Congress finally passed pending free trade agreements (FTA) with Columbia, South Korea and Panama last week. Those agreements mean big money to the U.S. beef industry.

According to the U.S. International Trade Commission, annual exports of U.S. beef to South Korea are expected to increase as much as $1.8 billion once the agreement is fully implemented. Implementation of KORUS (the FTA with South Korea) would phase out South Korea's 40% tariff on beef imports over 15 years, with $15 million in tariff benefits for beef in the first year of the agreement alone and about $325 million in tariff reductions annually once fully implemented.

Bill Donald, a Montana rancher and president of the National Cattlemen's Beef Association, said this week that cattlemen have a lot to gain when the agreements are fully implemented and a lot to lose every day the pacts are stalled.

"This president wants to create economic wealth and repopulate rural America. Doing anything to stymie free and open trade will do anything but create jobs and opportunities for farmers, ranchers and small businesses," Donald explains. "We support the president's goal to increase exports. We need him to end the five-year delay and sign all three agreements."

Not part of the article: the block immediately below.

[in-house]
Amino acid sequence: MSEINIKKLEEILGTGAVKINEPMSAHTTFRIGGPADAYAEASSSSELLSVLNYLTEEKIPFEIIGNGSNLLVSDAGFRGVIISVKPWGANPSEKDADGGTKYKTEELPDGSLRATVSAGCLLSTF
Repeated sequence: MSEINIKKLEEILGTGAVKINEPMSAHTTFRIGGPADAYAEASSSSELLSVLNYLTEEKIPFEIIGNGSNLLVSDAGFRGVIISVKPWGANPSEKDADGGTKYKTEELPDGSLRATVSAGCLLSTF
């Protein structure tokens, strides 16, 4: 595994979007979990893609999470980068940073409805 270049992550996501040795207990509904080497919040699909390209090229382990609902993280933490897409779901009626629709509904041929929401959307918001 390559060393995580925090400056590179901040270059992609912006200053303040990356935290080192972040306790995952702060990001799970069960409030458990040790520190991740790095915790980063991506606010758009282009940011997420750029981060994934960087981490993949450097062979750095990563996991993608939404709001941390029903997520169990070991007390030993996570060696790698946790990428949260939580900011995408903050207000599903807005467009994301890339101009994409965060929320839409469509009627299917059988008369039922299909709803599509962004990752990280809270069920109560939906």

Even without the agreements, U.S. beef exports continue to astound. According to the U.S. Meat Export Federation (USMEF), August beef exports set an all-time monthly value record at $514.2 million. Both pork and beef exports are on pace to set new value records in 2011 and to eclipse the $5-billion mark for the first time ever.

"We are very excited about the growth of U.S. beef exports, not only in traditionally strong markets but in emerging destinations as well," says Phil Seng, USMEF president and CEO. "Despite significant trade barriers in Asia, we continue to achieve outstanding success in most of our key markets. And even in Taiwan, where a large decline was predicted, the U.S. industry's efforts with importers, distributors and retailers have helped U.S. beef maintain a strong presence. We have also targeted the hotel and restaurant sectors in growing tourist destinations such as the Middle East, Hong Kong and the Philippines, and those efforts are paying significant dividends."